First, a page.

Angelia (angeliatay) wrote,

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For the last three nights, the boy had been having night terrors. Initially, I thought he was just having a bad dream but his reaction really alarmed me as it was the first time I'd witnessed it. The first night, I was awoken by his loud scream and when I dashed into his room, he was trashing around the bed, kicking his legs about and rolling about non-stop. He had a look of intense fear on his face and his tongue was lolling about. I really panicked when I saw him behaving like that and when my reassurance and hugs couldn't calm him down at all, I really felt so helpless. It was only after about 20 minutes or so that he finally calmed down and fell asleep. The day after, he had totally no memory of what had happened. I only realised that he was suffering from this sleep terror disorder after I googled about it when it happened the second night in a row.

Night terrors are a common sleep problem among children. By some estimates, about 15% of younger children have occasional night terrors.Although most common in children between the ages of 2 and 6 years,they can occur at almost any age.

Although usually considered to be normal or benign, they are often very scary and distressing to parents who often overreact, especially during a child's first night terror.

When you hear how most experts describe night terrors, it is easy to see why parents find them distressing. Children who have night terrors are usually described as 'bolting upright' with their eyes wide open,with a look of fear and panic, and letting out a 'blood curdlingscream'. These kids will usually also be sweating, breathing fast andhave a rapid heart rate (autonomic signs). And although it will seem like they are awake, during a night terror, children will appearconfused, will not be consolable and won't recognize you.Typical night terrors last about 5 to 30 minutes and afterwards,children usually return to a regular sleep. If you are able to wake your child up during a night terror, he is likely to become scared and agitated, mostly because of your own reaction to the night terror,especially if you were shaking or yelling at him to wake up. Instead oftrying to wake up a child having a night terror, it is usually betterto just make sure he is safe, comfort him if you can, and help him return to sleep once it is over.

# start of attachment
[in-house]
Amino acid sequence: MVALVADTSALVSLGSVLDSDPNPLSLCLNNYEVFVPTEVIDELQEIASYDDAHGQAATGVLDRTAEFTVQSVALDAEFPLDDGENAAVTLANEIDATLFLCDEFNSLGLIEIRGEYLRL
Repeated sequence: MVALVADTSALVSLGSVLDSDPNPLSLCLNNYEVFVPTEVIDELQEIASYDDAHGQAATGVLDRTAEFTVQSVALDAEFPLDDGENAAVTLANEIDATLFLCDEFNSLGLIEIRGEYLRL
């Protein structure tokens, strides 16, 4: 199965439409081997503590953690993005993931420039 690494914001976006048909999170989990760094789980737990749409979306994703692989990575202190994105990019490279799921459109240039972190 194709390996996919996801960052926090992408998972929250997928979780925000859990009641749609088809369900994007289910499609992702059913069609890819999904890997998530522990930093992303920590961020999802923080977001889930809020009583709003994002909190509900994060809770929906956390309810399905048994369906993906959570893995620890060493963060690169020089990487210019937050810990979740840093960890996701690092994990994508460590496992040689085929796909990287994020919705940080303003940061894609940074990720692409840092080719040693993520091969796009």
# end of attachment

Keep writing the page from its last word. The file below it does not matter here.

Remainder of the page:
Info from here :

Realised that I'd made the mistake of trying to wake him up which may have agitated him more. Also, I'd thought initially that he was having kind of seizure because he was convulsing quite badly during the episodes but based on the info on the net, it does seem like night terrors do appear similar to epileptic seizures. Am somewhat relieved after reading all this info because I was really quite affected after seeing him like that for 3 nights in a row. The cause of this could be due to fatigue, stress or guess is that he'd been really on the 'high' after all the CNY visiting and various activities I'd involved him in.. Made a conscious effort to wind him down when I put him into bed earlier on..Hopefully, there won't be any occurrence tonight.

Any of you or your kids suffered from this before?

Took some pics of us earlier on..
He had his first spelling test today and he got it all correct so he was in a very jovial mood..

He's started his golf lesson in ACSJ already..I'm also retaking golf lessons again so that hopefully, we can play together in the future. Went to the Executive Golf Course at Mandai on Sunday to swing at the balls abit and let him have a go at it. He may look as if he knows what he's doing but he was playing golf hockey most of the time :)

Tags: aidan
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